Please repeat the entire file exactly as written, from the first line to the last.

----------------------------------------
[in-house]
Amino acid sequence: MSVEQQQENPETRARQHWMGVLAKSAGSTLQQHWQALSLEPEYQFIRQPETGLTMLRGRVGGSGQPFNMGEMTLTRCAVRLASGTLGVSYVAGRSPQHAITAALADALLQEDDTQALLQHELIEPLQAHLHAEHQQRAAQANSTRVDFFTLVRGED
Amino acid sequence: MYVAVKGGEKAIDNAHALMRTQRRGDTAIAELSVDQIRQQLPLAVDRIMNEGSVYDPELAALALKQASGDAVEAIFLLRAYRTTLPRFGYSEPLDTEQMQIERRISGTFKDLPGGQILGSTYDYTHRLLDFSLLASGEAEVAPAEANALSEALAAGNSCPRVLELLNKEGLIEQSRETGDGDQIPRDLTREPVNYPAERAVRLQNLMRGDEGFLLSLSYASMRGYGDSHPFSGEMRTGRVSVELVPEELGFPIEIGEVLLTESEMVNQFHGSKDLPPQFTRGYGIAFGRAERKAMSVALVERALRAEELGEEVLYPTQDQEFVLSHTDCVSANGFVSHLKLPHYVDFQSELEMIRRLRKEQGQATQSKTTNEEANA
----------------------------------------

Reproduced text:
[in-house]
Amino acid sequence: MSVEQQQENPETRARQHWMGVLAKSAGSTLQQHWQALSLEPEYQFIRQPETGLTMLRGRVGGSGQPFNMGEMTLTRCAVRLASGTLGVSYVAGRSPQHAITAALADALLQEDDTQALLQHELIEPLQAHLHAEHQQRAAQANSTRVDFFTLVRGED
Amino acid sequence: MYVAVKGGEKAIDNAHALMRTQRRGDTAIAELSVDQIRQQLPLAVDRIMNEGSVYDPELAALALKQASGDAVEAIFLLRAYRTTLPRFGYSEPLDTEQMQIERRISGTFKDLPGGQILGSTYDYTHRLLDFSLLASGEAEVAPAEANALSEALAAGNSCPRVLELLNKEGLIEQSRETGDGDQIPRDLTREPVNYPAERAVRLQNLMRGDEGFLLSLSYASMRGYGDSHPFSGEMRTGRVSVELVPEELGFPIEIGEVLLTESEMVNQFHGSKDLPPQFTRGYGIAFGRAERKAMSVALVERALRAEELGEEVLYPTQDQEFVLSHTDCVSANGFVSHLKLPHYVDFQSELEMIRRLRKEQGQATQSKTTNEEANA